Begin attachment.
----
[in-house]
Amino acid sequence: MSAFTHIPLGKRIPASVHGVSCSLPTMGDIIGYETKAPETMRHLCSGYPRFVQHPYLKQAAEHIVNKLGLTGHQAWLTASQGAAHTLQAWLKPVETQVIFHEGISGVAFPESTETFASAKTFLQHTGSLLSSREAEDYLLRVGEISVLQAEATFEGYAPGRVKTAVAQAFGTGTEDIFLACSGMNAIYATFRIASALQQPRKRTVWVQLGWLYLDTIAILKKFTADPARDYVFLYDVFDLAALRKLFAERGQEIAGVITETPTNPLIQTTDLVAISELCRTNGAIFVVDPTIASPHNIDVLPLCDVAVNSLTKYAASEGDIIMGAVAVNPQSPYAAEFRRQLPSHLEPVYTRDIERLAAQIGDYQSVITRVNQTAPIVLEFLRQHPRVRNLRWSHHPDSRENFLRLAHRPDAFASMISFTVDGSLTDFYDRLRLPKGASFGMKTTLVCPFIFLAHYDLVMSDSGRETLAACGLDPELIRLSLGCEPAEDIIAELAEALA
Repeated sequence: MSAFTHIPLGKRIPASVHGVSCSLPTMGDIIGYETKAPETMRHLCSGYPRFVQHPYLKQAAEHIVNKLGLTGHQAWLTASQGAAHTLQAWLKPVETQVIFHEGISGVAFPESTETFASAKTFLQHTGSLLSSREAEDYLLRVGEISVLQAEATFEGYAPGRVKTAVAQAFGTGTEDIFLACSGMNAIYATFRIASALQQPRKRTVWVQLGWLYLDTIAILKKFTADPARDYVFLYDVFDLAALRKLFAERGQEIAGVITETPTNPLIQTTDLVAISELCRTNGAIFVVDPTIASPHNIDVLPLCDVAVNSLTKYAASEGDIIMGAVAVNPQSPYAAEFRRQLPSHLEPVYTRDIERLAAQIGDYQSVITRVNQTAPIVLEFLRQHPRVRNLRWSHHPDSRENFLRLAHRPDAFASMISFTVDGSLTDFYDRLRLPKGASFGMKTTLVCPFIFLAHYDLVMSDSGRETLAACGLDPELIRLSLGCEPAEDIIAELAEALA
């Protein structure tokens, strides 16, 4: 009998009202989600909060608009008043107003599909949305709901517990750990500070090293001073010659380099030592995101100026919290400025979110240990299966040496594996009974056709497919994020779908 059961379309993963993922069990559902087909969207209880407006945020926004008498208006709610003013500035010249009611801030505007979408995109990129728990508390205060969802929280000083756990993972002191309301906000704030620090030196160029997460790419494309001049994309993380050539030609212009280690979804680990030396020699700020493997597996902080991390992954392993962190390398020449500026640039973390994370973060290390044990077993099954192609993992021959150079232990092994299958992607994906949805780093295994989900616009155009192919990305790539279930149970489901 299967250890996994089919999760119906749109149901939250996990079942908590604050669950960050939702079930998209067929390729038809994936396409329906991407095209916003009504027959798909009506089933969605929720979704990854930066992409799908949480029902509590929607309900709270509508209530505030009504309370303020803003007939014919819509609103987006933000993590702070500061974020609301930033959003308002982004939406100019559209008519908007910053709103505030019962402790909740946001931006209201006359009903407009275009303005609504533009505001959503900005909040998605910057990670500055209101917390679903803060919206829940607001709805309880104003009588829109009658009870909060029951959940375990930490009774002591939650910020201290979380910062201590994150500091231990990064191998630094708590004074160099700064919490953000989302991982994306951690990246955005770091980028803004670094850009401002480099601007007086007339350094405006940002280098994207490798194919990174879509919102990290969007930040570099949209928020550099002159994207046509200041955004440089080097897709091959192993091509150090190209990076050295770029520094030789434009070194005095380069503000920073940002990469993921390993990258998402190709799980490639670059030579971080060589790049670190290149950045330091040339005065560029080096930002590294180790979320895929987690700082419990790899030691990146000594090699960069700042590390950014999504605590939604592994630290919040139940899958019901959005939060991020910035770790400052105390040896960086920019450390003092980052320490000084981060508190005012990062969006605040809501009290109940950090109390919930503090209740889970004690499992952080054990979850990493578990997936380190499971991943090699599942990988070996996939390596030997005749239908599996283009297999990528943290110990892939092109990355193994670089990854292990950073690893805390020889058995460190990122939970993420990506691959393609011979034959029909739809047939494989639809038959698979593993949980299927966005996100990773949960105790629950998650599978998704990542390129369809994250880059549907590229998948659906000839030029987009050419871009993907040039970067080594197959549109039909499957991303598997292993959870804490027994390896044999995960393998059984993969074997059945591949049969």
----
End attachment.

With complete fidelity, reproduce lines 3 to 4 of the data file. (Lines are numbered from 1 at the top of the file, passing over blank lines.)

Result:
Repeated sequence: MSAFTHIPLGKRIPASVHGVSCSLPTMGDIIGYETKAPETMRHLCSGYPRFVQHPYLKQAAEHIVNKLGLTGHQAWLTASQGAAHTLQAWLKPVETQVIFHEGISGVAFPESTETFASAKTFLQHTGSLLSSREAEDYLLRVGEISVLQAEATFEGYAPGRVKTAVAQAFGTGTEDIFLACSGMNAIYATFRIASALQQPRKRTVWVQLGWLYLDTIAILKKFTADPARDYVFLYDVFDLAALRKLFAERGQEIAGVITETPTNPLIQTTDLVAISELCRTNGAIFVVDPTIASPHNIDVLPLCDVAVNSLTKYAASEGDIIMGAVAVNPQSPYAAEFRRQLPSHLEPVYTRDIERLAAQIGDYQSVITRVNQTAPIVLEFLRQHPRVRNLRWSHHPDSRENFLRLAHRPDAFASMISFTVDGSLTDFYDRLRLPKGASFGMKTTLVCPFIFLAHYDLVMSDSGRETLAACGLDPELIRLSLGCEPAEDIIAELAEALA
């Protein structure tokens, strides 16, 4: 009998009202989600909060608009008043107003599909949305709901517990750990500070090293001073010659380099030592995101100026919290400025979110240990299966040496594996009974056709497919994020779908 059961379309993963993922069990559902087909969207209880407006945020926004008498208006709610003013500035010249009611801030505007979408995109990129728990508390205060969802929280000083756990993972002191309301906000704030620090030196160029997460790419494309001049994309993380050539030609212009280690979804680990030396020699700020493997597996902080991390992954392993962190390398020449500026640039973390994370973060290390044990077993099954192609993992021959150079232990092994299958992607994906949805780093295994989900616009155009192919990305790539279930149970489901 299967250890996994089919999760119906749109149901939250996990079942908590604050669950960050939702079930998209067929390729038809994936396409329906991407095209916003009504027959798909009506089933969605929720979704990854930066992409799908949480029902509590929607309900709270509508209530505030009504309370303020803003007939014919819509609103987006933000993590702070500061974020609301930033959003308002982004939406100019559209008519908007910053709103505030019962402790909740946001931006209201006359009903407009275009303005609504533009505001959503900005909040998605910057990670500055209101917390679903803060919206829940607001709805309880104003009588829109009658009870909060029951959940375990930490009774002591939650910020201290979380910062201590994150500091231990990064191998630094708590004074160099700064919490953000989302991982994306951690990246955005770091980028803004670094850009401002480099601007007086007339350094405006940002280098994207490798194919990174879509919102990290969007930040570099949209928020550099002159994207046509200041955004440089080097897709091959192993091509150090190209990076050295770029520094030789434009070194005095380069503000920073940002990469993921390993990258998402190709799980490639670059030579971080060589790049670190290149950045330091040339005065560029080096930002590294180790979320895929987690700082419990790899030691990146000594090699960069700042590390950014999504605590939604592994630290919040139940899958019901959005939060991020910035770790400052105390040896960086920019450390003092980052320490000084981060508190005012990062969006605040809501009290109940950090109390919930503090209740889970004690499992952080054990979850990493578990997936380190499971991943090699599942990988070996996939390596030997005749239908599996283009297999990528943290110990892939092109990355193994670089990854292990950073690893805390020889058995460190990122939970993420990506691959393609011979034959029909739809047939494989639809038959698979593993949980299927966005996100990773949960105790629950998650599978998704990542390129369809994250880059549907590229998948659906000839030029987009050419871009993907040039970067080594197959549109039909499957991303598997292993959870804490027994390896044999995960393998059984993969074997059945591949049969």